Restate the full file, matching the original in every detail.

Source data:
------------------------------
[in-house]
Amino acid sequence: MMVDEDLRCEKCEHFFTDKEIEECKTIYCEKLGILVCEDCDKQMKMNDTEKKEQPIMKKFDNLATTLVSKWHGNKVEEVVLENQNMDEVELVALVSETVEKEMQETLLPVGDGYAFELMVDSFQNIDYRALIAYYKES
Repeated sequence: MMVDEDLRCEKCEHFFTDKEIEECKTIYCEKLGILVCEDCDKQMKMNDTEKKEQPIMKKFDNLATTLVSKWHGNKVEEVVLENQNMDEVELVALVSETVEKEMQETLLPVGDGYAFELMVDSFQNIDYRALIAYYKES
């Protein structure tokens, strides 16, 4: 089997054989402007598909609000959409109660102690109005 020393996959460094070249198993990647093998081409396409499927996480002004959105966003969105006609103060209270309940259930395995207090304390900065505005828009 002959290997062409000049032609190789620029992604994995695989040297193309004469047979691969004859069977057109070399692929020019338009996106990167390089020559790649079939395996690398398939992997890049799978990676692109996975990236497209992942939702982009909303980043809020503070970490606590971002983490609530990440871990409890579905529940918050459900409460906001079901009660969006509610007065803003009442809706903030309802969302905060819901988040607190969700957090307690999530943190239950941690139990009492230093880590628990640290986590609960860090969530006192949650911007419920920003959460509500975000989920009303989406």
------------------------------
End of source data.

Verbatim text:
[in-house]
Amino acid sequence: MMVDEDLRCEKCEHFFTDKEIEECKTIYCEKLGILVCEDCDKQMKMNDTEKKEQPIMKKFDNLATTLVSKWHGNKVEEVVLENQNMDEVELVALVSETVEKEMQETLLPVGDGYAFELMVDSFQNIDYRALIAYYKES
Repeated sequence: MMVDEDLRCEKCEHFFTDKEIEECKTIYCEKLGILVCEDCDKQMKMNDTEKKEQPIMKKFDNLATTLVSKWHGNKVEEVVLENQNMDEVELVALVSETVEKEMQETLLPVGDGYAFELMVDSFQNIDYRALIAYYKES
């Protein structure tokens, strides 16, 4: 089997054989402007598909609000959409109660102690109005 020393996959460094070249198993990647093998081409396409499927996480002004959105966003969105006609103060209270309940259930395995207090304390900065505005828009 002959290997062409000049032609190789620029992604994995695989040297193309004469047979691969004859069977057109070399692929020019338009996106990167390089020559790649079939395996690398398939992997890049799978990676692109996975990236497209992942939702982009909303980043809020503070970490606590971002983490609530990440871990409890579905529940918050459900409460906001079901009660969006509610007065803003009442809706903030309802969302905060819901988040607190969700957090307690999530943190239950941690139990009492230093880590628990640290986590609960860090969530006192949650911007419920920003959460509500975000989920009303989406």